Time Warp Weekend
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Where I stayed
A little history is needed to understand why Napier has an Art Deco Weekend. In the early Twentieth Century the town was small, mainly relying on fishing, whaling and finance. Growth was limited as there was very little land available for expansion as the town was on an island and spit between the sea and swampland. Then on the 3 February 1931 disaster struck in the form of an earthquake (7.8 on the Richter Scale) which demolished most of the solid Victorian and Edwardian buildings. Fires soon broke out as a result of the earthquake and these devastated the town. 256 people died and many people lost their homes.
There was no earthquake insurance and those people who were insured against fire soon found out that the companies would not pay out as they decided the fires were a result of the earthquake, (only one company compensated its clients). Help did arrive from the government and it was decided to rebuild quickly. A temporary retail area was set up to enable shops and services to continue and this was knick-named Tin Town.
As this was during the Great Depression, many unemployed men came from other parts of NZ to work on the reconstruction and the majority of the work was completed in about 2 years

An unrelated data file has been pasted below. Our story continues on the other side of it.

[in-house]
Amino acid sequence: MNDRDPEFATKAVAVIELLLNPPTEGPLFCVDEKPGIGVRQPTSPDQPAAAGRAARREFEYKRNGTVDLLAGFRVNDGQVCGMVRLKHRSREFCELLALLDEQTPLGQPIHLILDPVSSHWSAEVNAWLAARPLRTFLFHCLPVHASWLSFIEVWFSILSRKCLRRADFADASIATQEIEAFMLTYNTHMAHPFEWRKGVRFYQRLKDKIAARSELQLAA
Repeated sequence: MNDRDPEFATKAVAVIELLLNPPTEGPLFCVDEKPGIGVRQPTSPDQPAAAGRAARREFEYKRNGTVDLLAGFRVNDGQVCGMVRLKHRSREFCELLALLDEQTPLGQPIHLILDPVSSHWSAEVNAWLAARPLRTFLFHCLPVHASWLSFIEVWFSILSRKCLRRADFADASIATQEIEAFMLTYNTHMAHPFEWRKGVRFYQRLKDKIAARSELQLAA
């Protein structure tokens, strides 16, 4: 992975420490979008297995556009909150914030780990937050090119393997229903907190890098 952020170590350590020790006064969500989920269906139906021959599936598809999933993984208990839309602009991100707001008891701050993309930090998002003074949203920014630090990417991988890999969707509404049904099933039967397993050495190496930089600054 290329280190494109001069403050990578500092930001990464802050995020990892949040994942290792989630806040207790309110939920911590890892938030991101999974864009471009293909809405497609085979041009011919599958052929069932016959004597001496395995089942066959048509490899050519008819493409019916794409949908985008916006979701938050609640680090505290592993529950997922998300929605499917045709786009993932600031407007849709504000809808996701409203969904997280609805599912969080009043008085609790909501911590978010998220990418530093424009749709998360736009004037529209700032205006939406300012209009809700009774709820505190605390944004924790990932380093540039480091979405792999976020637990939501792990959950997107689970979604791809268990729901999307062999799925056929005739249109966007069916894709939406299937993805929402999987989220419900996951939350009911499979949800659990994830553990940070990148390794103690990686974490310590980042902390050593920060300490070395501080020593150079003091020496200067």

Despite the horrific reasons for the reconstruction there were some positives that arouse from the new developments
So Napier arose like the phoenix from the ashes, but the most amazing difference was that as a result of the earthquake the ground was lifted by 2 metres which increased the area of the town by 9000 acres allowing for expansion to create a truly viable town for the future.
As time moved on the fashions changed, and in the late 70s and early 80s some of the Art Deco buildings were replaced with international style office blocks and this process might have continued until the Art Deco influence was eliminated if it had not been for a visiting dignatory who was sufficiently knowledgable to tell the local Council that they did not know what they had and if they didn't start appreciating it they would destroy it. Luckily some people listened and formed the Art Deco Trust which developed awareness and eventually established the Art Deco Weekend and since we were here 3 years ago many more buildings have been restored
The weekend was fun with a parade of over 300 vintage/veteran cars, old planes flying overhead, steam trains and traction engines on the move, bands and street parties. And perhaps the most entertaining thing was that a large proportion of the residents and visitors dressed in period clothes. Some were well researched and authentic, others just looked old fashioned and a few could only be described as eccentric – but it all added to the entertainment.
The previous weekend we were taken by Beverley and Richard to stay with friends at their bach (pronounced batch) on the Coromandel peninsular. A bach was originally a small hut or basic house in a remote area that people use for holidays and weekends. This description is nothing like Ron and Lynda's bach which is a four bedroomed, fully equipped modern house with superb views of the beach. Ron has a tractor (like most of the handful of residents) to take his boat down to the beach (or passengers in our case as it was too rough to take the boat out but Jim and I snorkelled). It was a lovely weekend and Ron and Lynda were great hosts and pampered us dreadfully with good food and drink.
The weekend of the 20th February we are off to Wellington and then across the ferry to South Island.